When you have an older home, things wear out over time. One by one the appliances go—first the fridge, then the stove, then the washing machine, and the hand mixer. It is almost as if there were a time clock on appliances that tells it when its life is up. Lucky are those whose appliances last the lifetime of the house. It can cost a pretty penny if the inner time clock is set to the same time for everything. Appliances are supposed to last as the TV commercials will tell you, but someone lied. Some people see broken appliances as an opportunity to buy newer models with more features that use less electricity. This is certainly the case in our house. It just so happens that it applies to the water heater. The old one conked out about the time we were reading reviews about electric water heaters. They are smaller, more efficient, and are built to last. This is no small replacement purchase, however. Even if we have been focused on modernizing and know we need it, we still have to cover the cost.
It just so happens that the electric water heater broke along with one of our old TVs. Not a month later it was the freezer we kept for extra storage in the garage. When it rains, it pours. Now we have to dip into our contingency fund. We have a budget for household repairs but I hate taking too big a chunk out of it at one time. Fortunately, we started it a long time ago and it is ample to cover everything, while having a bit left over for any unforeseen emergencies. Next it could be the vacuum cleaner or even the car. That would be painful indeed. The kids are very sympathetic and have offered to donate their next month’s allowance to replenish the contingency fund. I am overcome with emotion. It is so thoughtful. I suggested that we have a neighborhood car wash or aluminum can collection instead so they wouldn’t have to sacrifice. They could help clean up someone’s garage or rake leaves in the yard. They could clean the swimming pool or hot tub depending upon what people have. Whatever the task, they will be prepared. This is true family togetherness.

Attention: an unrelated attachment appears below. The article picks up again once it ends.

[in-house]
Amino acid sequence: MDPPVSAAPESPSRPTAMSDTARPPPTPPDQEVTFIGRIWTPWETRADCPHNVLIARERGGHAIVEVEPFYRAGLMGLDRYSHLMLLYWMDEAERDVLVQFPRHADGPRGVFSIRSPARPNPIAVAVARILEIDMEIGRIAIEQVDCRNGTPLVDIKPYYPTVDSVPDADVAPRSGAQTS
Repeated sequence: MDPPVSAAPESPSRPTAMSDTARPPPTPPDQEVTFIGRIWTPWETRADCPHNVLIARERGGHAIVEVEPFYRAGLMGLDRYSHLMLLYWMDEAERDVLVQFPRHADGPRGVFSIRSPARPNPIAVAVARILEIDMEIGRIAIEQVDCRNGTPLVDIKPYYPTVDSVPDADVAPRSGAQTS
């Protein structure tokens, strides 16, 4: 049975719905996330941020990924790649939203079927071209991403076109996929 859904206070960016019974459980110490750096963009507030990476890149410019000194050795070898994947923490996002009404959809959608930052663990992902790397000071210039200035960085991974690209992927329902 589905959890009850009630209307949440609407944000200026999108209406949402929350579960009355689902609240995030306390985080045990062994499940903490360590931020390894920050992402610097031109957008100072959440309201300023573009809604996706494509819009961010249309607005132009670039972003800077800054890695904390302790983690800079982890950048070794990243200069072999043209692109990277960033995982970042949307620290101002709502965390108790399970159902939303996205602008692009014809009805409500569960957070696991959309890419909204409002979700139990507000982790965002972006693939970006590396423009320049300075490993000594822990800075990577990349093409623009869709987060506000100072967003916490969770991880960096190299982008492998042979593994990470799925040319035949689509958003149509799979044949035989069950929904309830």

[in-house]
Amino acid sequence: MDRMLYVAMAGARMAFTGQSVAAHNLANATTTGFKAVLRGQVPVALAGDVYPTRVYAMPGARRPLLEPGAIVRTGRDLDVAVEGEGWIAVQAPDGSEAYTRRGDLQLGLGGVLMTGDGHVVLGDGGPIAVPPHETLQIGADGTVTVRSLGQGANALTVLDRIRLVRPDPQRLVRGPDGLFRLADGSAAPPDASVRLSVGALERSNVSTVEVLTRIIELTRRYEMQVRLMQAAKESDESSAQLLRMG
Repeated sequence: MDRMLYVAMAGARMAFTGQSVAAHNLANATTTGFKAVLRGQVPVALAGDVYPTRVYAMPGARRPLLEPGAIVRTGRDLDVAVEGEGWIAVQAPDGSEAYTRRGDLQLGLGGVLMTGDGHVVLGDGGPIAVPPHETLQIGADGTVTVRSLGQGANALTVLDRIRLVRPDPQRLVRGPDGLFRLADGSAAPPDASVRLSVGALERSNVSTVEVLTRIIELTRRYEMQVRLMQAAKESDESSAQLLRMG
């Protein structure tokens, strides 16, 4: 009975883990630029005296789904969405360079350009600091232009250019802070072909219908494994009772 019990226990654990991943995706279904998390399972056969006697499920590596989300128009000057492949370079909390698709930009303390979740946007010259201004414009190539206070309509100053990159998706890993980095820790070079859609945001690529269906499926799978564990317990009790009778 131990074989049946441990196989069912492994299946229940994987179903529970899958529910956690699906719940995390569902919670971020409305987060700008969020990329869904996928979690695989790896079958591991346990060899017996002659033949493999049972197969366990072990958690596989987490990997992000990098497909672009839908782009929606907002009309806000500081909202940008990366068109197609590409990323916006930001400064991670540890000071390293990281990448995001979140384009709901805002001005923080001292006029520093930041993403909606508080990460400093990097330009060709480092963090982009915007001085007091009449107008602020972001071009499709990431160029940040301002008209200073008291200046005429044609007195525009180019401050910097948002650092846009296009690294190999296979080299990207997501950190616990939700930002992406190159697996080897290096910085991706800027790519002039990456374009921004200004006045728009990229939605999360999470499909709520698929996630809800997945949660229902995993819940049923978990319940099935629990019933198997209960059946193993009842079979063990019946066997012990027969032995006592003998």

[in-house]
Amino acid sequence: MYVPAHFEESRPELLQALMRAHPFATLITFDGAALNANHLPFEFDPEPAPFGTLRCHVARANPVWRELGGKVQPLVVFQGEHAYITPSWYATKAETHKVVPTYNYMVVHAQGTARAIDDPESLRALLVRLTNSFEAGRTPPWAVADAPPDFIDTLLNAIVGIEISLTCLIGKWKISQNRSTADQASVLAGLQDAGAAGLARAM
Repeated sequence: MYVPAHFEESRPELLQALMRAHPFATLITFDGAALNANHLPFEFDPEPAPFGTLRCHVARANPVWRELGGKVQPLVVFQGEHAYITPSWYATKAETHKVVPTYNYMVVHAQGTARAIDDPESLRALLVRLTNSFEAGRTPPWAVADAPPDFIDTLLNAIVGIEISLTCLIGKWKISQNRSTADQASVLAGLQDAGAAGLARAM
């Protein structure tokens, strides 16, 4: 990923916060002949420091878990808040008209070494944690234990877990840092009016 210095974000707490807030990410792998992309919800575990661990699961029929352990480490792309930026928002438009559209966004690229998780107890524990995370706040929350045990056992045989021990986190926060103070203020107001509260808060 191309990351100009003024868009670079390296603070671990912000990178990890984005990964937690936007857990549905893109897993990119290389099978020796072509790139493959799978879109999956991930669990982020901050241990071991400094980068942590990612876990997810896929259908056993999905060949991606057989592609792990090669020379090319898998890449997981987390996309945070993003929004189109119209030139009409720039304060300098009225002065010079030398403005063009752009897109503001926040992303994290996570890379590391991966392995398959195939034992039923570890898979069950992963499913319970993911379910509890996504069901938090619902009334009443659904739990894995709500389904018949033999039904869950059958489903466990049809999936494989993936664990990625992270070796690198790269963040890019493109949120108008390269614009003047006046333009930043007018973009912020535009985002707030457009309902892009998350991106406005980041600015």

You have to accept the reality of upgrading and modernizing. It goes with owning a home. The more appliances you have, the more that can go wrong. I haven’t mentioned the lawn mower or the pressure washer among the myriad of items that are useful in mundane ways. Whatever you use for upkeep of your property counts. It will eventually be replaced by money from the contingency fund. If you need professional help for roof repair or window sealing or attic insulation, it is a different matter. It is part of a different household budget which usually covers tree damage, water leaks, broken windows from the neighbor kid’s baseball, and the like. So be wise and set up these different budgets and don’t get caught by surprise.